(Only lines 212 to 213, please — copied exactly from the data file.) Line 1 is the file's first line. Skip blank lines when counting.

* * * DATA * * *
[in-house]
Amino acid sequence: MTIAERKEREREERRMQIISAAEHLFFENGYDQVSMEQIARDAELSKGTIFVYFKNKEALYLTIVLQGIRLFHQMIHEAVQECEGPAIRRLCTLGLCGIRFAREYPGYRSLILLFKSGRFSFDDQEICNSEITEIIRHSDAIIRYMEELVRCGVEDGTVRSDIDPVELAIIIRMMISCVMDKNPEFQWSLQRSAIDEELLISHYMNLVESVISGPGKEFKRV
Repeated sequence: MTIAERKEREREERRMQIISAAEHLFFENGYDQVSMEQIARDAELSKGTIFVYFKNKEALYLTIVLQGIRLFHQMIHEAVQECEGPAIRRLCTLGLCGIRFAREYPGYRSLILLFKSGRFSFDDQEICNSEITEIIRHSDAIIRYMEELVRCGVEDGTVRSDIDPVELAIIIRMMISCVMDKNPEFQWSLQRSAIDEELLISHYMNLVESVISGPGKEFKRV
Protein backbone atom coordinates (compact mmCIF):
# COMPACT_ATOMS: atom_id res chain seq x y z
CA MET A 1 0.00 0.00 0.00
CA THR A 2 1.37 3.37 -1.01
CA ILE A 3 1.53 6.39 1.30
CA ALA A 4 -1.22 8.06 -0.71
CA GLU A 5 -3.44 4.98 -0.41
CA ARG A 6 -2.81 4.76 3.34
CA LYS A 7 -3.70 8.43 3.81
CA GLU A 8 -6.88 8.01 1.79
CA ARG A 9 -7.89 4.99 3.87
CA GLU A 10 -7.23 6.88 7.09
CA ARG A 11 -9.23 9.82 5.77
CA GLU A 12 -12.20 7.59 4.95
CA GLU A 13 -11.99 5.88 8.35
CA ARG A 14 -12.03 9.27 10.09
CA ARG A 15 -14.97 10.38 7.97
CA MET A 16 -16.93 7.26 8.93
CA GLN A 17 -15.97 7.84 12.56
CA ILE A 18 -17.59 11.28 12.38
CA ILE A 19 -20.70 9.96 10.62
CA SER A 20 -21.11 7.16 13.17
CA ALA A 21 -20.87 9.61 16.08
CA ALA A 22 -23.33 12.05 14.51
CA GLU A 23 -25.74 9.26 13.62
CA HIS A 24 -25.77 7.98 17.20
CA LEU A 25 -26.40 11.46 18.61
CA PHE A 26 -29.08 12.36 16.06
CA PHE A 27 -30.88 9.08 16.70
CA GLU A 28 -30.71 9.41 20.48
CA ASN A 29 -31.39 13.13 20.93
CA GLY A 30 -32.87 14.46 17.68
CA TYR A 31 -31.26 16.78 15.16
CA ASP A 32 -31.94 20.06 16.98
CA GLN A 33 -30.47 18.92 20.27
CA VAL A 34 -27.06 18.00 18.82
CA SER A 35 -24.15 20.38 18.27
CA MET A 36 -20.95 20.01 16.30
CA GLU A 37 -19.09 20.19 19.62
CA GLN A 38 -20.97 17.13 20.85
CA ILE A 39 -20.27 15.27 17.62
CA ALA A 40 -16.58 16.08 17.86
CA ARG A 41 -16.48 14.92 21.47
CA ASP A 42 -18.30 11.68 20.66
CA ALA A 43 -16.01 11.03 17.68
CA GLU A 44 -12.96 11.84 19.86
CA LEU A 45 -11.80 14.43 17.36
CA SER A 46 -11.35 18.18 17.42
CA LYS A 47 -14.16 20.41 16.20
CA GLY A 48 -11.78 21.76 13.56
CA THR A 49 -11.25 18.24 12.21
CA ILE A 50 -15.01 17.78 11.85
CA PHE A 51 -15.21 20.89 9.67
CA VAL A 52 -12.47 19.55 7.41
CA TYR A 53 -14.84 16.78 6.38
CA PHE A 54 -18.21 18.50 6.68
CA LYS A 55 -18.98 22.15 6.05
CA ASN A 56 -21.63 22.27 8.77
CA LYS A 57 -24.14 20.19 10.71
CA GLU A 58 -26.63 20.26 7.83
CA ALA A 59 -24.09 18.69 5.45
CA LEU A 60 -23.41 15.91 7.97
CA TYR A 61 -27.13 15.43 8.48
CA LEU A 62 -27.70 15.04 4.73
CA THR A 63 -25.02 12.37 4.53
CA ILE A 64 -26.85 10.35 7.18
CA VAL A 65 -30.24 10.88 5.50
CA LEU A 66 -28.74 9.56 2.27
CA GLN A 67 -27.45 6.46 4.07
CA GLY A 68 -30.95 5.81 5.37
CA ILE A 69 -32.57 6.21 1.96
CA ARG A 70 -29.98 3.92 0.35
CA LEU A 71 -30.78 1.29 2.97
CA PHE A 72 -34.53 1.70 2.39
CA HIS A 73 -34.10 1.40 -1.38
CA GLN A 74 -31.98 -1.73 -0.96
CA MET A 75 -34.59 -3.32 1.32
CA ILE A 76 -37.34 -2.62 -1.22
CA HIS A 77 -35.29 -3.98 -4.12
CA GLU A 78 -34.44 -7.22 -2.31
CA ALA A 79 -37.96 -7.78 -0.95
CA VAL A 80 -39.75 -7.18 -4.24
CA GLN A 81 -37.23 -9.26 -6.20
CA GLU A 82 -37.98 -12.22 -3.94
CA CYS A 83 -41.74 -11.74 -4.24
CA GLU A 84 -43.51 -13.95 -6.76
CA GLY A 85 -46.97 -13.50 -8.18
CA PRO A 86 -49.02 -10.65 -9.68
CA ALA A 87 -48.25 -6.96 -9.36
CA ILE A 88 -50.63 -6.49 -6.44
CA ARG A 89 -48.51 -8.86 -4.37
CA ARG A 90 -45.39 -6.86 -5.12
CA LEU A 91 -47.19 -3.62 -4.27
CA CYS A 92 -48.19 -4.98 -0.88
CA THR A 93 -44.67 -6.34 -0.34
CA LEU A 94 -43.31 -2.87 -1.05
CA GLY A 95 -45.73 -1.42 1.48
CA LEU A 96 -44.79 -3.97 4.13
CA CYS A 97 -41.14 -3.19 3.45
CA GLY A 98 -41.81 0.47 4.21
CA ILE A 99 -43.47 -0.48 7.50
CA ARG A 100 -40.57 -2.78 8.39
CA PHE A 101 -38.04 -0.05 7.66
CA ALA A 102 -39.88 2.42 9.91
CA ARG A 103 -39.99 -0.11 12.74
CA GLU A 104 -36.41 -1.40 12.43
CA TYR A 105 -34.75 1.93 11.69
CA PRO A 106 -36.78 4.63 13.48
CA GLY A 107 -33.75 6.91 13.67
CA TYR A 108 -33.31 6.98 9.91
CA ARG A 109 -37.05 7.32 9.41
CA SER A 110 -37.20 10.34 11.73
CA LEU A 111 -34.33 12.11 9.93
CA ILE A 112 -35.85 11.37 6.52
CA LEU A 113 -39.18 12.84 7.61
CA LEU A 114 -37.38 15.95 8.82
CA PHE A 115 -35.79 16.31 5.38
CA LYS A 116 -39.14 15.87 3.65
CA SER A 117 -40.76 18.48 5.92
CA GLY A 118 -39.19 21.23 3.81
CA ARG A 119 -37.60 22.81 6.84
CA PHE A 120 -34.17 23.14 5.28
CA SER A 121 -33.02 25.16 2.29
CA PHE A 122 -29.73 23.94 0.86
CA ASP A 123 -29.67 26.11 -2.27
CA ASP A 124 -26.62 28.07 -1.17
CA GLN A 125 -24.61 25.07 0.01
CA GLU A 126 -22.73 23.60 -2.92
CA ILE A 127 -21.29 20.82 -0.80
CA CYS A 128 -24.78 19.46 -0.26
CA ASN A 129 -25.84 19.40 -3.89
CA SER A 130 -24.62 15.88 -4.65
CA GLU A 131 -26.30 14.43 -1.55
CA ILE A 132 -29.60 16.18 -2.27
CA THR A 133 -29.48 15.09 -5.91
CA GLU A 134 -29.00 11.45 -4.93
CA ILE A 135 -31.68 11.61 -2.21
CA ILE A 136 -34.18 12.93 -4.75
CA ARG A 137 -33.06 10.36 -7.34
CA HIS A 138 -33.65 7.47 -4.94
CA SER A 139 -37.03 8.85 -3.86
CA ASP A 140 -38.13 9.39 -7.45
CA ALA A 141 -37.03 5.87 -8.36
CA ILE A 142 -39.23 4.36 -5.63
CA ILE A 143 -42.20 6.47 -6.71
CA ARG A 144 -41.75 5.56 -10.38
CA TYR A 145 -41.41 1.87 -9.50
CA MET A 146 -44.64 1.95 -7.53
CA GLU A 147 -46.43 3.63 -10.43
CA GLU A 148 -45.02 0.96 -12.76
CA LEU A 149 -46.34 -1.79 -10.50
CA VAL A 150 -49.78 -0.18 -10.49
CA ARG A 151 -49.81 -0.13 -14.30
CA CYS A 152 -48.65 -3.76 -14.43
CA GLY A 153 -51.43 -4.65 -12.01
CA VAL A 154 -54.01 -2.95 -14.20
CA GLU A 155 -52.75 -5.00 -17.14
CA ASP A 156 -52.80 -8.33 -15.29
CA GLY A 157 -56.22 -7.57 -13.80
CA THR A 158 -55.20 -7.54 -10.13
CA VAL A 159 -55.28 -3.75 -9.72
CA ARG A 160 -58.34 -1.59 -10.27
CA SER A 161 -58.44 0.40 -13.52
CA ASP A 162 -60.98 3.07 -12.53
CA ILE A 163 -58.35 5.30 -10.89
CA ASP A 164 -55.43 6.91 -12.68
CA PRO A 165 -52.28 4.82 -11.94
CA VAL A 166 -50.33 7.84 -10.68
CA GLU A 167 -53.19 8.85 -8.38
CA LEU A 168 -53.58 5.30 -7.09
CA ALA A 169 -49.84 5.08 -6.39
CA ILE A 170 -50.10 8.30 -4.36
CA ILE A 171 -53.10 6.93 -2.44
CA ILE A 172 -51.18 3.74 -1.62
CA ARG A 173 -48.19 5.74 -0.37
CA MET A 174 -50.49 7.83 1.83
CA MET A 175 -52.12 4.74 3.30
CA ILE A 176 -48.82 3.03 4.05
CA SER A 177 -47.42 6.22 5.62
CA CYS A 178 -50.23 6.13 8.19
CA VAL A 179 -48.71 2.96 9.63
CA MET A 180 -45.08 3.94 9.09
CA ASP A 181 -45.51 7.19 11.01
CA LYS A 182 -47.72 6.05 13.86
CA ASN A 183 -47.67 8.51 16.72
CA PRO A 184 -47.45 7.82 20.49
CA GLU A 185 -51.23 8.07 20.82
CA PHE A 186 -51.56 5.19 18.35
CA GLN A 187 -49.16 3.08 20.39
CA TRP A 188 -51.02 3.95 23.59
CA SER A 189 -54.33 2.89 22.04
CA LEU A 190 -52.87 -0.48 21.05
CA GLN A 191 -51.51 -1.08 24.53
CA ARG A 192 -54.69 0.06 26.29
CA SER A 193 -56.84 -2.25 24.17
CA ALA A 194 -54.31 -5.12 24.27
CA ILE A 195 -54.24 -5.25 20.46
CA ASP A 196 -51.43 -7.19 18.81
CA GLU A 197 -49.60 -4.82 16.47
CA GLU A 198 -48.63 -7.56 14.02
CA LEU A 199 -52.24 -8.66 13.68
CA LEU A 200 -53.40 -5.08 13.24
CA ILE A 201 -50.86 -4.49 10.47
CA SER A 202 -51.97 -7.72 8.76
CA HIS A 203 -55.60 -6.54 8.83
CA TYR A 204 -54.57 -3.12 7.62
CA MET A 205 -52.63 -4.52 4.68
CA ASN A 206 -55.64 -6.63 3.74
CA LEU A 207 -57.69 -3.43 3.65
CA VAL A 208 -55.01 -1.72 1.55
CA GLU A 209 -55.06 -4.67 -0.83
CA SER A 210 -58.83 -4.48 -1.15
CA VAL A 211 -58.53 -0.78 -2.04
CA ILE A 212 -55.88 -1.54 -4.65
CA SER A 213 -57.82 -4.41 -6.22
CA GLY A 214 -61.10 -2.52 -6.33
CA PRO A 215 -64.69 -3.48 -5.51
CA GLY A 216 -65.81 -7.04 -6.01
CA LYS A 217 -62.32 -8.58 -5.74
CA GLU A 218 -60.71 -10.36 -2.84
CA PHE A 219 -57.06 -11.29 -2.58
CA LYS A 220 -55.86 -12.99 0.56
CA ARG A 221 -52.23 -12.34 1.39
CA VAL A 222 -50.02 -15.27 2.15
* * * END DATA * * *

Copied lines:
CA LEU A 207 -57.69 -3.43 3.65
CA VAL A 208 -55.01 -1.72 1.55